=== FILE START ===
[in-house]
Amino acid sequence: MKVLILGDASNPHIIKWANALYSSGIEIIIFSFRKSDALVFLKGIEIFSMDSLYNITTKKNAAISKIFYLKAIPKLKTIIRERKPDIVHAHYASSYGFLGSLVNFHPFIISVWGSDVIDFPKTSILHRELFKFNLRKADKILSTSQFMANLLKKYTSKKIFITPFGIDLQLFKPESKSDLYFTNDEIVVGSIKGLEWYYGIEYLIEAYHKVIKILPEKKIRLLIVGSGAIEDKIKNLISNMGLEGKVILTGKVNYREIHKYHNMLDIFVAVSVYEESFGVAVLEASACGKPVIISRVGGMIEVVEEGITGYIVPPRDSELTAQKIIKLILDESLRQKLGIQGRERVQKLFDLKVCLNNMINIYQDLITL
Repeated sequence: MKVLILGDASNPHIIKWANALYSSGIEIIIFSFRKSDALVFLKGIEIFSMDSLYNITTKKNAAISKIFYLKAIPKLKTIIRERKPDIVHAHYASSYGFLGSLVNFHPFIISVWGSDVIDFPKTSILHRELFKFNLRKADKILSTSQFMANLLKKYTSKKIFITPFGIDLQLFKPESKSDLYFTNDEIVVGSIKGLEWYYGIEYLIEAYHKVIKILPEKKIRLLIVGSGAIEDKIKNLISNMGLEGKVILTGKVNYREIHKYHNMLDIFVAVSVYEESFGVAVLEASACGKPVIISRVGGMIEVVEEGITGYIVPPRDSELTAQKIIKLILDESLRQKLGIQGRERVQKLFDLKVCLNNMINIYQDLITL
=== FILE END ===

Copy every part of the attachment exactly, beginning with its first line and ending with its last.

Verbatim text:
[in-house]
Amino acid sequence: MKVLILGDASNPHIIKWANALYSSGIEIIIFSFRKSDALVFLKGIEIFSMDSLYNITTKKNAAISKIFYLKAIPKLKTIIRERKPDIVHAHYASSYGFLGSLVNFHPFIISVWGSDVIDFPKTSILHRELFKFNLRKADKILSTSQFMANLLKKYTSKKIFITPFGIDLQLFKPESKSDLYFTNDEIVVGSIKGLEWYYGIEYLIEAYHKVIKILPEKKIRLLIVGSGAIEDKIKNLISNMGLEGKVILTGKVNYREIHKYHNMLDIFVAVSVYEESFGVAVLEASACGKPVIISRVGGMIEVVEEGITGYIVPPRDSELTAQKIIKLILDESLRQKLGIQGRERVQKLFDLKVCLNNMINIYQDLITL
Repeated sequence: MKVLILGDASNPHIIKWANALYSSGIEIIIFSFRKSDALVFLKGIEIFSMDSLYNITTKKNAAISKIFYLKAIPKLKTIIRERKPDIVHAHYASSYGFLGSLVNFHPFIISVWGSDVIDFPKTSILHRELFKFNLRKADKILSTSQFMANLLKKYTSKKIFITPFGIDLQLFKPESKSDLYFTNDEIVVGSIKGLEWYYGIEYLIEAYHKVIKILPEKKIRLLIVGSGAIEDKIKNLISNMGLEGKVILTGKVNYREIHKYHNMLDIFVAVSVYEESFGVAVLEASACGKPVIISRVGGMIEVVEEGITGYIVPPRDSELTAQKIIKLILDESLRQKLGIQGRERVQKLFDLKVCLNNMINIYQDLITL